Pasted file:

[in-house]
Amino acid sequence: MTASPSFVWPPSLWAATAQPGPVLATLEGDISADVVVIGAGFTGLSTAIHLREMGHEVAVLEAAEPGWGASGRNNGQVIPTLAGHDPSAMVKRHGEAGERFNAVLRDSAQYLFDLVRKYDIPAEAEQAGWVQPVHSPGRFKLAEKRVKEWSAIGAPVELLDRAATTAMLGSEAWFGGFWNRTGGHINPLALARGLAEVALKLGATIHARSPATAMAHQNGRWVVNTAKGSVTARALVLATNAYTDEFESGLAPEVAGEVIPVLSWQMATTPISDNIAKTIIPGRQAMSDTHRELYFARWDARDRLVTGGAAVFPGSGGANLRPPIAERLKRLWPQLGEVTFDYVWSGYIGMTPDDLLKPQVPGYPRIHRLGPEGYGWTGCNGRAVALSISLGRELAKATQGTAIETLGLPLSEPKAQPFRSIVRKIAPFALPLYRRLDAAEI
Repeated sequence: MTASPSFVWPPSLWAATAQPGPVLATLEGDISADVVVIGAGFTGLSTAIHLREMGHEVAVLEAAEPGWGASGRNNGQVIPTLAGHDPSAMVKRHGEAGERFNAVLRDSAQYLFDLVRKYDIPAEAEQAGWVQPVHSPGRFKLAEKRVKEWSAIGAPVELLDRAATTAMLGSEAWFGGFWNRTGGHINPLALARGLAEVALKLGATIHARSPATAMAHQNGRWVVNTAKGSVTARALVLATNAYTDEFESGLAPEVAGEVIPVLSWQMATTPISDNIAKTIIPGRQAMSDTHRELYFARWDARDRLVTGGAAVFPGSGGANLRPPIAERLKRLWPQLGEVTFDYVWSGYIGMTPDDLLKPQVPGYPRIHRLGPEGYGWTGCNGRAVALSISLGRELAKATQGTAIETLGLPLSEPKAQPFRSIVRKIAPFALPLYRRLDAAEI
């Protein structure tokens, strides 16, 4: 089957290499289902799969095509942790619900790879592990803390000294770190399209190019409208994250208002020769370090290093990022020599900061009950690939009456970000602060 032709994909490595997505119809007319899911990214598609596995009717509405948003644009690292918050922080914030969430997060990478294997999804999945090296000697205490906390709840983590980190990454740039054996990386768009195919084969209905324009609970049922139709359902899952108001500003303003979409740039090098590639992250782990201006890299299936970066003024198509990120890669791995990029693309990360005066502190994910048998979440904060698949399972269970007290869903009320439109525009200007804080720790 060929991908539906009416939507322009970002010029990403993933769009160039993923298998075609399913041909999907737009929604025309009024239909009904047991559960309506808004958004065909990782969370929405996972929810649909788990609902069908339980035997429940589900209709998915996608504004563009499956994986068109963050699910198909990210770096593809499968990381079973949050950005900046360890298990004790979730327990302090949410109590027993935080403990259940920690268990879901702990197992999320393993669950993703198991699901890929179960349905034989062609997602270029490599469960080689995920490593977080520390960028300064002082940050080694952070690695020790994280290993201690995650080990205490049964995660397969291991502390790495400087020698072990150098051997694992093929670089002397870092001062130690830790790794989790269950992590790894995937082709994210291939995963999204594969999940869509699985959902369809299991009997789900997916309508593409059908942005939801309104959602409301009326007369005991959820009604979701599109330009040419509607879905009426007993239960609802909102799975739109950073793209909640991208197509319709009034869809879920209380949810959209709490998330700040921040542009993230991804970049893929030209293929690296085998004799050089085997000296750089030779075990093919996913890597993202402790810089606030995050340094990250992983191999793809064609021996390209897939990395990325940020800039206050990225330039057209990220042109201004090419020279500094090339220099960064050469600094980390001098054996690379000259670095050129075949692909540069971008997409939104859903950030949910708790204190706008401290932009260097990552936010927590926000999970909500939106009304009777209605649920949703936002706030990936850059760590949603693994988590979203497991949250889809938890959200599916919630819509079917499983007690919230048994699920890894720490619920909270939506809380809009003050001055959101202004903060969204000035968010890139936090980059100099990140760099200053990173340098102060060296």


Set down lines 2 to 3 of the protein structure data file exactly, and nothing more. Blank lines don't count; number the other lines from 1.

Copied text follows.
Amino acid sequence: MTASPSFVWPPSLWAATAQPGPVLATLEGDISADVVVIGAGFTGLSTAIHLREMGHEVAVLEAAEPGWGASGRNNGQVIPTLAGHDPSAMVKRHGEAGERFNAVLRDSAQYLFDLVRKYDIPAEAEQAGWVQPVHSPGRFKLAEKRVKEWSAIGAPVELLDRAATTAMLGSEAWFGGFWNRTGGHINPLALARGLAEVALKLGATIHARSPATAMAHQNGRWVVNTAKGSVTARALVLATNAYTDEFESGLAPEVAGEVIPVLSWQMATTPISDNIAKTIIPGRQAMSDTHRELYFARWDARDRLVTGGAAVFPGSGGANLRPPIAERLKRLWPQLGEVTFDYVWSGYIGMTPDDLLKPQVPGYPRIHRLGPEGYGWTGCNGRAVALSISLGRELAKATQGTAIETLGLPLSEPKAQPFRSIVRKIAPFALPLYRRLDAAEI
Repeated sequence: MTASPSFVWPPSLWAATAQPGPVLATLEGDISADVVVIGAGFTGLSTAIHLREMGHEVAVLEAAEPGWGASGRNNGQVIPTLAGHDPSAMVKRHGEAGERFNAVLRDSAQYLFDLVRKYDIPAEAEQAGWVQPVHSPGRFKLAEKRVKEWSAIGAPVELLDRAATTAMLGSEAWFGGFWNRTGGHINPLALARGLAEVALKLGATIHARSPATAMAHQNGRWVVNTAKGSVTARALVLATNAYTDEFESGLAPEVAGEVIPVLSWQMATTPISDNIAKTIIPGRQAMSDTHRELYFARWDARDRLVTGGAAVFPGSGGANLRPPIAERLKRLWPQLGEVTFDYVWSGYIGMTPDDLLKPQVPGYPRIHRLGPEGYGWTGCNGRAVALSISLGRELAKATQGTAIETLGLPLSEPKAQPFRSIVRKIAPFALPLYRRLDAAEI